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Devils Need A Veteran Presence Behind The Bench

The Devils need a new coach, and Ken Hitchcock would bring a veteran presence and winning record to the team. Photo Credit: Tom Dahlin/Getty Images

It’s the offseason, which means the New Jersey Devils can only be doing one thing – looking for a new head coach.

Today, Devils’ president and general manager Lou Lamoriello announced the team would not hire a coach before the NHL Entry Draft Friday night. A few names are connected to the Devils, most notably Ken Hitchcock. There doesn’t seem to be a candidate on the horizon, and New Jersey appears doubtful to have a coach by the open of free agency. For a team that missed the playoffs, it’s incredible that this checklist item hasn’t been done.

There are several qualified and interesting candidates out there. Lamoriello could return to former Devil Kirk Muller, who is an assistant with the Montreal Canadiens. Mike Haviland, one of the hotter coaching prospects, could lead the team. Recently-fired Craig Ramsay would bring a veteran presence behind the bench.

With so many candidates, it’s a crapshoot as to who will become the organization’s next coach. There should be, however, one determining factor – the amount of actual NHL coaching experience. If the Devils want to return to the postseason, they need to hire a veteran coach.

This isn’t a revolutionary idea – just look at last season. John MacLean, the team’s assistant coach from 2002-2009, helped coach the Lowell Devils to a winning record during the 2009-2010 season. They finished fourth in the Atlantic Division and made the playoffs. They couldn’t advance past the first round, but he did exactly what the organization wanted – gain experience and show he could succeed as a coach.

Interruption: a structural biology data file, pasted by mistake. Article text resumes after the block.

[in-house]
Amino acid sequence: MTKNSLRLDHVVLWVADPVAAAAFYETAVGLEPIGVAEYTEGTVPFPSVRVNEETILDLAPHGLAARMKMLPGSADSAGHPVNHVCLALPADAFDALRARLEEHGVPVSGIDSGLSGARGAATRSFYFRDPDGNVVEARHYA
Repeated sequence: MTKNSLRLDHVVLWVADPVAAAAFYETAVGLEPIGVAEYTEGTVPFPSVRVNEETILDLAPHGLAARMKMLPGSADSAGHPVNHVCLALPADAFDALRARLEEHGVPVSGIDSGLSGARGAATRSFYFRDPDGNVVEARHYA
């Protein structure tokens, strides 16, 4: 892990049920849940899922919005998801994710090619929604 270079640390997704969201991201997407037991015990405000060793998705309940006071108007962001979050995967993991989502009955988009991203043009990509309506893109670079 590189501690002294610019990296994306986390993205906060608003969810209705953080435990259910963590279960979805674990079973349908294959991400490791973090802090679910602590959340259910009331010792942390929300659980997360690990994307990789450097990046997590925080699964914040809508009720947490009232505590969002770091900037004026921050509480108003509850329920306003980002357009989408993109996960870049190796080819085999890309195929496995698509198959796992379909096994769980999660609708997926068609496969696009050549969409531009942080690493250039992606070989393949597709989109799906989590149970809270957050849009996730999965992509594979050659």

Devils fans were excited to welcome one of the most successful former players to the bench. MacLean promised a more up-tempo system and a continued emphasis on “the Devils way.” After several first-round flameouts, he seemed to breath life into the organization. Many believed he would be the change this veteran team needed.

That optimism lasted until the end of October. MacLean promptly led the team into a tailspin. By December 23, the Devils were 9-22-2 and MacLean didn’t have a job. In rode Jacques Lemaire, leading the team on an incredible second half run.

The run proved something pivotal to the franchise’s success – the vital need to find a veteran coach. There’s no doubt the Devils are changing the guard. This isn’t the Devils of the early-2000s, with a large core of older players supplemented by younger call-ups. An AHL coach could find success with the various young players on this roster. The veterans, however, won’t respond to the unproven coach. It didn’t happen last year, and I’d seriously doubt it happening again.

I’m not going to guess on the team’s next head coach. With Lamoriello, playing the guessing game is an exercise in futility. But I will bet on one thing – the Devils next coach won’t be some hotshot assistant making his coaching debut. It’ll be an established veteran with a proven track record.

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